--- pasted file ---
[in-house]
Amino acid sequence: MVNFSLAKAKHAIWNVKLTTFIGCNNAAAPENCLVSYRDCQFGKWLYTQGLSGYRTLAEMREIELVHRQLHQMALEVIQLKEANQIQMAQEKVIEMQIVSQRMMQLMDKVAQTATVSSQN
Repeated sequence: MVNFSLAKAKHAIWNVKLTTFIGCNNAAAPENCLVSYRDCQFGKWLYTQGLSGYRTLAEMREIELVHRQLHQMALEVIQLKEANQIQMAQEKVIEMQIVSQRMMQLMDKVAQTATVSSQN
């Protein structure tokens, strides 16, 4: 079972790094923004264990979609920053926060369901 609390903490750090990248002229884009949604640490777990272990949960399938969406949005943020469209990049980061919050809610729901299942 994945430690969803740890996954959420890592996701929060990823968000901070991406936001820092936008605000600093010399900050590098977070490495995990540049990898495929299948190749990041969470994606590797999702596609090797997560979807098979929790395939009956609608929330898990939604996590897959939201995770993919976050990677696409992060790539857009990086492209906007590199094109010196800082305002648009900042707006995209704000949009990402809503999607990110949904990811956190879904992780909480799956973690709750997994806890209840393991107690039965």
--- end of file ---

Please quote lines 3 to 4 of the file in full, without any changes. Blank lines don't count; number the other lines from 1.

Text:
Repeated sequence: MVNFSLAKAKHAIWNVKLTTFIGCNNAAAPENCLVSYRDCQFGKWLYTQGLSGYRTLAEMREIELVHRQLHQMALEVIQLKEANQIQMAQEKVIEMQIVSQRMMQLMDKVAQTATVSSQN
């Protein structure tokens, strides 16, 4: 079972790094923004264990979609920053926060369901 609390903490750090990248002229884009949604640490777990272990949960399938969406949005943020469209990049980061919050809610729901299942 994945430690969803740890996954959420890592996701929060990823968000901070991406936001820092936008605000600093010399900050590098977070490495995990540049990898495929299948190749990041969470994606590797999702596609090797997560979807098979929790395939009956609608929330898990939604996590897959939201995770993919976050990677696409992060790539857009990086492209906007590199094109010196800082305002648009900042707006995209704000949009990402809503999607990110949904990811956190879904992780909480799956973690709750997994806890209840393991107690039965």